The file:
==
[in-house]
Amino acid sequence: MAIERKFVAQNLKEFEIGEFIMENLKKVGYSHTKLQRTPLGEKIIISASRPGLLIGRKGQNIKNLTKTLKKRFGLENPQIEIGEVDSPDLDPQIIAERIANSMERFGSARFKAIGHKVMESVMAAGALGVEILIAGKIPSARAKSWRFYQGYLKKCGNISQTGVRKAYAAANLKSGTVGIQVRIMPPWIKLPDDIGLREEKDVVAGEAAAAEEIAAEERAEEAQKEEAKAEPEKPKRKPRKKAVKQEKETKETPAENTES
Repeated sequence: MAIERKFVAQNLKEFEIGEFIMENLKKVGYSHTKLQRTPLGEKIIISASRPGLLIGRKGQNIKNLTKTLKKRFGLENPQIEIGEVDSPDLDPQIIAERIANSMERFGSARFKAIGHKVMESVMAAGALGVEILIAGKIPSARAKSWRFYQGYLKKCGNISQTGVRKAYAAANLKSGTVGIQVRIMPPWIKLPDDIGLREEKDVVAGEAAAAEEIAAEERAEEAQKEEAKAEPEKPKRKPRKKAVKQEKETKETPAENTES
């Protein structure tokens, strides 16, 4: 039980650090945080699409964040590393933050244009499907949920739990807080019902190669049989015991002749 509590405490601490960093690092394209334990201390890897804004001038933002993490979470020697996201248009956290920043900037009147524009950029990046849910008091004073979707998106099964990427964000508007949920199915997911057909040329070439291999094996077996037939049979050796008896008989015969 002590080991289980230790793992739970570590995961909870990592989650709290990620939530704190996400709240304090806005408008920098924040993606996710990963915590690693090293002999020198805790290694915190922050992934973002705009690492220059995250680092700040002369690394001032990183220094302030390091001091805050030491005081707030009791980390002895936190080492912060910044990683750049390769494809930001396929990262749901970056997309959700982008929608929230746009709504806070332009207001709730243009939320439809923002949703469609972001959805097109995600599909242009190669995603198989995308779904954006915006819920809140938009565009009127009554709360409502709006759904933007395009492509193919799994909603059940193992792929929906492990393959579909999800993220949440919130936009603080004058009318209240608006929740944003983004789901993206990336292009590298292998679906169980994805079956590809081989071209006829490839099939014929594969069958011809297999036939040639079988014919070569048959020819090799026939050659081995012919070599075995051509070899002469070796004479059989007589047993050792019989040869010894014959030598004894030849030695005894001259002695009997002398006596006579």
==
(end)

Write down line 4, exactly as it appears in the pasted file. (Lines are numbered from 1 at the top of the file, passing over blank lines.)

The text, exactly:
């Protein structure tokens, strides 16, 4: 039980650090945080699409964040590393933050244009499907949920739990807080019902190669049989015991002749 509590405490601490960093690092394209334990201390890897804004001038933002993490979470020697996201248009956290920043900037009147524009950029990046849910008091004073979707998106099964990427964000508007949920199915997911057909040329070439291999094996077996037939049979050796008896008989015969 002590080991289980230790793992739970570590995961909870990592989650709290990620939530704190996400709240304090806005408008920098924040993606996710990963915590690693090293002999020198805790290694915190922050992934973002705009690492220059995250680092700040002369690394001032990183220094302030390091001091805050030491005081707030009791980390002895936190080492912060910044990683750049390769494809930001396929990262749901970056997309959700982008929608929230746009709504806070332009207001709730243009939320439809923002949703469609972001959805097109995600599909242009190669995603198989995308779904954006915006819920809140938009565009009127009554709360409502709006759904933007395009492509193919799994909603059940193992792929929906492990393959579909999800993220949440919130936009603080004058009318209240608006929740944003983004789901993206990336292009590298292998679906169980994805079956590809081989071209006829490839099939014929594969069958011809297999036939040639079988014919070569048959020819090799026939050659081995012919070599075995051509070899002469070796004479059989007589047993050792019989040869010894014959030598004894030849030695005894001259002695009997002398006596006579």